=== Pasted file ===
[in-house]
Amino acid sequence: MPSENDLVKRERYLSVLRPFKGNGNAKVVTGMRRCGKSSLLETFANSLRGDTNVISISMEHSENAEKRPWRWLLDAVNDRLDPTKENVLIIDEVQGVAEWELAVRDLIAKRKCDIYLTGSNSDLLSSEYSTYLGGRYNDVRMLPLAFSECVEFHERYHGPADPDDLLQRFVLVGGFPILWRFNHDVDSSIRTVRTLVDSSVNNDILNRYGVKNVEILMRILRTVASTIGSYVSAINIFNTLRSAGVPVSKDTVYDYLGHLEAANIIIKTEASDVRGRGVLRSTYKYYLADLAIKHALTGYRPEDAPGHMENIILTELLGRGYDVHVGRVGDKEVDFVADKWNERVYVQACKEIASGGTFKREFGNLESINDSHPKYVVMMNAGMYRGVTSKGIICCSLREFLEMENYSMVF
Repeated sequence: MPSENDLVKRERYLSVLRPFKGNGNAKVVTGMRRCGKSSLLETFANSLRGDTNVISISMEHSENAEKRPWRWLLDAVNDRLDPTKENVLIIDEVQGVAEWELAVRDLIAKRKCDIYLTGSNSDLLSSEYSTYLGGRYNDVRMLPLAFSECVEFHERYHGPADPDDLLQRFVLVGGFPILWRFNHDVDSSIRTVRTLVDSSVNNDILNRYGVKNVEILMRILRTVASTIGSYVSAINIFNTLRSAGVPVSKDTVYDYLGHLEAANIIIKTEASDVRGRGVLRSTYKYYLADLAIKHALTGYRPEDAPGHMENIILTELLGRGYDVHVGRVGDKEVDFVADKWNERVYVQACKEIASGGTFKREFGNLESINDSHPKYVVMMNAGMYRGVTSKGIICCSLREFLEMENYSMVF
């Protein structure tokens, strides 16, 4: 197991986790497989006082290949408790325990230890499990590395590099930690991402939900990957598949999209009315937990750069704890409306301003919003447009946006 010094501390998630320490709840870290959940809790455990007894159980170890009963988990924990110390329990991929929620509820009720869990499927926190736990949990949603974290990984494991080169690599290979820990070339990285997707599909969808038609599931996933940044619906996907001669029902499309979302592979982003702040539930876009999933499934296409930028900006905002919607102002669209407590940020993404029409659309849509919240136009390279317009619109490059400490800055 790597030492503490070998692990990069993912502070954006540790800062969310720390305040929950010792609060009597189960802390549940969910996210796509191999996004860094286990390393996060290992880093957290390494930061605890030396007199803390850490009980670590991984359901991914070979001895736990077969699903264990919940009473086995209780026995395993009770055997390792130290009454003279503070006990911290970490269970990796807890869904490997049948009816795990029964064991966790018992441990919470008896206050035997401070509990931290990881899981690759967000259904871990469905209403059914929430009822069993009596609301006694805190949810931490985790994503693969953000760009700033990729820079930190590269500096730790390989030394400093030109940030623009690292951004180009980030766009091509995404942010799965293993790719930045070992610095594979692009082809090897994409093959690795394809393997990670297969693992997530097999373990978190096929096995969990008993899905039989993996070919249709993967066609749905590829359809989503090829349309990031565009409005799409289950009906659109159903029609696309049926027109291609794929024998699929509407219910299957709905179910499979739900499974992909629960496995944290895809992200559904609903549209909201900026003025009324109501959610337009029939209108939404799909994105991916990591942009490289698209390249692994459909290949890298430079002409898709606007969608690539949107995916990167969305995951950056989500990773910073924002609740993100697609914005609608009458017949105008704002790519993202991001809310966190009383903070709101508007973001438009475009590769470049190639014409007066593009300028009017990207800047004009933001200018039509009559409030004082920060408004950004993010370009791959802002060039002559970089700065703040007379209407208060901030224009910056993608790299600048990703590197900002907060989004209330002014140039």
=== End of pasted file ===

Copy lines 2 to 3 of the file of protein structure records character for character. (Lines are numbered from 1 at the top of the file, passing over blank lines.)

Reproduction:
Amino acid sequence: MPSENDLVKRERYLSVLRPFKGNGNAKVVTGMRRCGKSSLLETFANSLRGDTNVISISMEHSENAEKRPWRWLLDAVNDRLDPTKENVLIIDEVQGVAEWELAVRDLIAKRKCDIYLTGSNSDLLSSEYSTYLGGRYNDVRMLPLAFSECVEFHERYHGPADPDDLLQRFVLVGGFPILWRFNHDVDSSIRTVRTLVDSSVNNDILNRYGVKNVEILMRILRTVASTIGSYVSAINIFNTLRSAGVPVSKDTVYDYLGHLEAANIIIKTEASDVRGRGVLRSTYKYYLADLAIKHALTGYRPEDAPGHMENIILTELLGRGYDVHVGRVGDKEVDFVADKWNERVYVQACKEIASGGTFKREFGNLESINDSHPKYVVMMNAGMYRGVTSKGIICCSLREFLEMENYSMVF
Repeated sequence: MPSENDLVKRERYLSVLRPFKGNGNAKVVTGMRRCGKSSLLETFANSLRGDTNVISISMEHSENAEKRPWRWLLDAVNDRLDPTKENVLIIDEVQGVAEWELAVRDLIAKRKCDIYLTGSNSDLLSSEYSTYLGGRYNDVRMLPLAFSECVEFHERYHGPADPDDLLQRFVLVGGFPILWRFNHDVDSSIRTVRTLVDSSVNNDILNRYGVKNVEILMRILRTVASTIGSYVSAINIFNTLRSAGVPVSKDTVYDYLGHLEAANIIIKTEASDVRGRGVLRSTYKYYLADLAIKHALTGYRPEDAPGHMENIILTELLGRGYDVHVGRVGDKEVDFVADKWNERVYVQACKEIASGGTFKREFGNLESINDSHPKYVVMMNAGMYRGVTSKGIICCSLREFLEMENYSMVF